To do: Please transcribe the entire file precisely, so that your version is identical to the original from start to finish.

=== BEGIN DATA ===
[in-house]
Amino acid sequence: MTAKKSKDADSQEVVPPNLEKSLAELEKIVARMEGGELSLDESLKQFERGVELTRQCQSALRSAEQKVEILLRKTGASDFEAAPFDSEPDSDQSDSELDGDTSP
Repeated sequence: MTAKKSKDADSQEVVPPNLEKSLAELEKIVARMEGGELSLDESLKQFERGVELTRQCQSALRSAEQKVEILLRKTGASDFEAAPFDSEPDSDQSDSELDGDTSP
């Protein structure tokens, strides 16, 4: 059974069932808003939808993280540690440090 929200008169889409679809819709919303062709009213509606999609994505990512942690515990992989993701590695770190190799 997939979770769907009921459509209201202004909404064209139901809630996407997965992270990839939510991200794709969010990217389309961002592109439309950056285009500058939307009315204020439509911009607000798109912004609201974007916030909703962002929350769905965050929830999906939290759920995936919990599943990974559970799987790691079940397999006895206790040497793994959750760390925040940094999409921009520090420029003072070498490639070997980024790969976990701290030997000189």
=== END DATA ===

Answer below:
[in-house]
Amino acid sequence: MTAKKSKDADSQEVVPPNLEKSLAELEKIVARMEGGELSLDESLKQFERGVELTRQCQSALRSAEQKVEILLRKTGASDFEAAPFDSEPDSDQSDSELDGDTSP
Repeated sequence: MTAKKSKDADSQEVVPPNLEKSLAELEKIVARMEGGELSLDESLKQFERGVELTRQCQSALRSAEQKVEILLRKTGASDFEAAPFDSEPDSDQSDSELDGDTSP
């Protein structure tokens, strides 16, 4: 059974069932808003939808993280540690440090 929200008169889409679809819709919303062709009213509606999609994505990512942690515990992989993701590695770190190799 997939979770769907009921459509209201202004909404064209139901809630996407997965992270990839939510991200794709969010990217389309961002592109439309950056285009500058939307009315204020439509911009607000798109912004609201974007916030909703962002929350769905965050929830999906939290759920995936919990599943990974559970799987790691079940397999006895206790040497793994959750760390925040940094999409921009520090420029003072070498490639070997980024790969976990701290030997000189």